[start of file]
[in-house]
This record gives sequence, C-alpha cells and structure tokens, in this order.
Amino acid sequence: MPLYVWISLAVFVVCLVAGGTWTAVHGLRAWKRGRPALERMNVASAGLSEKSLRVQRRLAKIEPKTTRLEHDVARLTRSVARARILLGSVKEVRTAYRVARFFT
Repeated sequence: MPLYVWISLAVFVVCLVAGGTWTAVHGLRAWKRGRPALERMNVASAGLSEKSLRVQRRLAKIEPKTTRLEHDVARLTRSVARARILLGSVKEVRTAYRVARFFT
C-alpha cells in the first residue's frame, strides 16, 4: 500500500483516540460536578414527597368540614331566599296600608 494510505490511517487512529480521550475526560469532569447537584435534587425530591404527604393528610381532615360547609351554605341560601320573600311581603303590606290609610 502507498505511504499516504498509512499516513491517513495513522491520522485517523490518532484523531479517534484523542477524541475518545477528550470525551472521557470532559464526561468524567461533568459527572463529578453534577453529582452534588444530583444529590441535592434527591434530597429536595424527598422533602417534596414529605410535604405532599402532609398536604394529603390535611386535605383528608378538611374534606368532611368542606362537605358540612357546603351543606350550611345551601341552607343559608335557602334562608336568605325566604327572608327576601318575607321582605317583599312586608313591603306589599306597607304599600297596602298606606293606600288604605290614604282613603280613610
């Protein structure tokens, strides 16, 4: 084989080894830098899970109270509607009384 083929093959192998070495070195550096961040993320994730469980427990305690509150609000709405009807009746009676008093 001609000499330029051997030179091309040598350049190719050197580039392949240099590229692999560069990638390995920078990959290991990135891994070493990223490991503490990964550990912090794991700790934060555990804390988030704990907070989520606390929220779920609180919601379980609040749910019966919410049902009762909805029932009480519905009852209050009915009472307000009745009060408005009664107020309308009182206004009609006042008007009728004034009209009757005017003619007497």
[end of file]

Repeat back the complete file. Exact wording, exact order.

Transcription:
[in-house]
This record gives sequence, C-alpha cells and structure tokens, in this order.
Amino acid sequence: MPLYVWISLAVFVVCLVAGGTWTAVHGLRAWKRGRPALERMNVASAGLSEKSLRVQRRLAKIEPKTTRLEHDVARLTRSVARARILLGSVKEVRTAYRVARFFT
Repeated sequence: MPLYVWISLAVFVVCLVAGGTWTAVHGLRAWKRGRPALERMNVASAGLSEKSLRVQRRLAKIEPKTTRLEHDVARLTRSVARARILLGSVKEVRTAYRVARFFT
C-alpha cells in the first residue's frame, strides 16, 4: 500500500483516540460536578414527597368540614331566599296600608 494510505490511517487512529480521550475526560469532569447537584435534587425530591404527604393528610381532615360547609351554605341560601320573600311581603303590606290609610 502507498505511504499516504498509512499516513491517513495513522491520522485517523490518532484523531479517534484523542477524541475518545477528550470525551472521557470532559464526561468524567461533568459527572463529578453534577453529582452534588444530583444529590441535592434527591434530597429536595424527598422533602417534596414529605410535604405532599402532609398536604394529603390535611386535605383528608378538611374534606368532611368542606362537605358540612357546603351543606350550611345551601341552607343559608335557602334562608336568605325566604327572608327576601318575607321582605317583599312586608313591603306589599306597607304599600297596602298606606293606600288604605290614604282613603280613610
């Protein structure tokens, strides 16, 4: 084989080894830098899970109270509607009384 083929093959192998070495070195550096961040993320994730469980427990305690509150609000709405009807009746009676008093 001609000499330029051997030179091309040598350049190719050197580039392949240099590229692999560069990638390995920078990959290991990135891994070493990223490991503490990964550990912090794991700790934060555990804390988030704990907070989520606390929220779920609180919601379980609040749910019966919410049902009762909805029932009480519905009852209050009915009472307000009745009060408005009664107020309308009182206004009609006042008007009728004034009209009757005017003619007497």